(for a larger view click on the tartan - 235K PDF)
From the Tartans of Scotland web page:
Recorded by Adam in 1908. The Clan MacInnes of the West and the Clan Innes of Moray are two separate clans. The similarity in the structure of the MacInnes green tartan and the Innes red have resulted in the use of both tartans as 'dress' and 'hunting' tartans by both clans. The notes in the archives of the Scottish Tartans Society attribute the design to the 'Onich Grocer' with no further explanation. MacInneses are hereditary bowmen to the Chief of MacKinnon.
The source of tartan 1464 was: Dgn. 'Onich Grocer'
From the Clann Aonghais, Scottish Newsletter of the Clan MacInnes Society; Issue Number 1 November, 1998:
John MacInnes of Onich who was born around 1851. He was Registar for Ballachulish and Corran of Ardgour between the years 1874 and 1920. John was also a tailor and weaver and ran a general merchant stores all in the same premsies as his Registar Office. His loom and workshop were to the rear of the building. When Edward the Seventh was the Prince of Wales he called at John's "Nether Lochaber Stores" to have an outfit made. It is said that the royal patronage went to John's head to the disdain of his neighbours. The building where the first green hunting MacInnes tartan was woven still stands and skirts the main road between North Ballachulish and Fort William and is located near the Corran Ferry. - Researched by Alasdair "MacInnes"Campbell, Fort Willaim.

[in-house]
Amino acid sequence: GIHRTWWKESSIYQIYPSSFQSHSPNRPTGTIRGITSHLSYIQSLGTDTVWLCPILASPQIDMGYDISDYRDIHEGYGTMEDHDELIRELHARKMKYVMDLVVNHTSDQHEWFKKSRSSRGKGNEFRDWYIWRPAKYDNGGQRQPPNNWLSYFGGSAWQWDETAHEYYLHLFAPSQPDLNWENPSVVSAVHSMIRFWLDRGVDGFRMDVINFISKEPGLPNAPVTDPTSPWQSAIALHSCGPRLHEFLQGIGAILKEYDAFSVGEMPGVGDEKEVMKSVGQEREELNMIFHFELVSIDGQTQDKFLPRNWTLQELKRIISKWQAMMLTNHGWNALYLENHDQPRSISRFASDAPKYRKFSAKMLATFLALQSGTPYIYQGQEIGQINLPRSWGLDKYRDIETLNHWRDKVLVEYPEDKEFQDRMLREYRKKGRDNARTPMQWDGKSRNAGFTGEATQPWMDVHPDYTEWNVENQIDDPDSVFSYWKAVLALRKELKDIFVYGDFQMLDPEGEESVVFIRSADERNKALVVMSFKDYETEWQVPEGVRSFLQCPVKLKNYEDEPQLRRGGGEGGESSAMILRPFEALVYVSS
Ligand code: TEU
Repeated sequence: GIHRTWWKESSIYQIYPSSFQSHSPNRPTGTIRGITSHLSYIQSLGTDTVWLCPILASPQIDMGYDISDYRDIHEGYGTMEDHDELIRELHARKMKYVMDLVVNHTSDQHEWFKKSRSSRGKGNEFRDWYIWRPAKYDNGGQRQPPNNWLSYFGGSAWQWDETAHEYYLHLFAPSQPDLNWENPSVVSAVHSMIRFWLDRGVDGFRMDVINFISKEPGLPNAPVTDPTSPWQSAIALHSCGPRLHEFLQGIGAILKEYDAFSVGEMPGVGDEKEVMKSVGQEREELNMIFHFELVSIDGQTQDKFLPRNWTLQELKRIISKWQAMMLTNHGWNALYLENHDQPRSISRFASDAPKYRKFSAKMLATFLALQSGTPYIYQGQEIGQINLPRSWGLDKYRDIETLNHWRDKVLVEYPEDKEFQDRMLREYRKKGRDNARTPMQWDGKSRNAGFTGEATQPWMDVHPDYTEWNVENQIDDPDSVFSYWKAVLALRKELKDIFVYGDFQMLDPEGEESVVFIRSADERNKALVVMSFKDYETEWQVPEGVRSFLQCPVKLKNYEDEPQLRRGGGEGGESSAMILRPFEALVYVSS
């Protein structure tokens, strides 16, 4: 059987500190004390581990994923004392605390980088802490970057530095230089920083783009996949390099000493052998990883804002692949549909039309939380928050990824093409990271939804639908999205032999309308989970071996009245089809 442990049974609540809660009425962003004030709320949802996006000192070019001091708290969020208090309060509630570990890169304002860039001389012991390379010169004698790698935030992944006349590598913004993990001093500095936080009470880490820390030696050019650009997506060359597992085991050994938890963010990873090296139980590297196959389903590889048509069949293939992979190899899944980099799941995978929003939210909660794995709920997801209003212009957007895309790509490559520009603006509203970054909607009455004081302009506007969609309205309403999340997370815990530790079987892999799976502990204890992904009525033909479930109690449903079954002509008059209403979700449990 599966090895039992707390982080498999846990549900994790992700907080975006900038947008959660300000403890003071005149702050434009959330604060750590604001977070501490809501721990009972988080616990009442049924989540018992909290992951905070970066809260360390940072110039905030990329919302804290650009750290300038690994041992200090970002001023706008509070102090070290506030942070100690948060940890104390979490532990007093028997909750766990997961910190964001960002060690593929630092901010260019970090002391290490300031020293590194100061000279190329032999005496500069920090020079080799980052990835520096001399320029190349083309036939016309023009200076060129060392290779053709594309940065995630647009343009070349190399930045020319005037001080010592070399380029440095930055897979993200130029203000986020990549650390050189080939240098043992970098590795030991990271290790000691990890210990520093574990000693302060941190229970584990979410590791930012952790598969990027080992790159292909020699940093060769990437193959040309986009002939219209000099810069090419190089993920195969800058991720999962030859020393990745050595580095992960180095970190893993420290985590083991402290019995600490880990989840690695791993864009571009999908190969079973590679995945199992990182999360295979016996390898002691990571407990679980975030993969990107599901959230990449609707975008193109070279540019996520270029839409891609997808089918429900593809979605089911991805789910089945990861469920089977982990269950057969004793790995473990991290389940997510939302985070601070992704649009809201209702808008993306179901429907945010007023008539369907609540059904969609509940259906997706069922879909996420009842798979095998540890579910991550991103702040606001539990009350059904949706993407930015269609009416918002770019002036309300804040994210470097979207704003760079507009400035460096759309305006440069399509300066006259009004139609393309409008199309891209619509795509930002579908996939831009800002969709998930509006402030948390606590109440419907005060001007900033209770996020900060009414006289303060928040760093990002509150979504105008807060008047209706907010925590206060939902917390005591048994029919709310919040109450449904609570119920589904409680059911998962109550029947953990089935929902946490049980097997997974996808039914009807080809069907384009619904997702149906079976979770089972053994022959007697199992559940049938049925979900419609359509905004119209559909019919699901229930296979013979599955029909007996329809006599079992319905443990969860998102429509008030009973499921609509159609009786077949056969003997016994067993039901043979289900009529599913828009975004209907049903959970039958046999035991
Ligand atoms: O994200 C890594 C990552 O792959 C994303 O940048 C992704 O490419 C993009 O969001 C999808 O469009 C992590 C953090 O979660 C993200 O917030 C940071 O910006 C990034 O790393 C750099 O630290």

Another variation of the tartan known as a "colorway".
Reference: Linda Clifford email January 6, 2001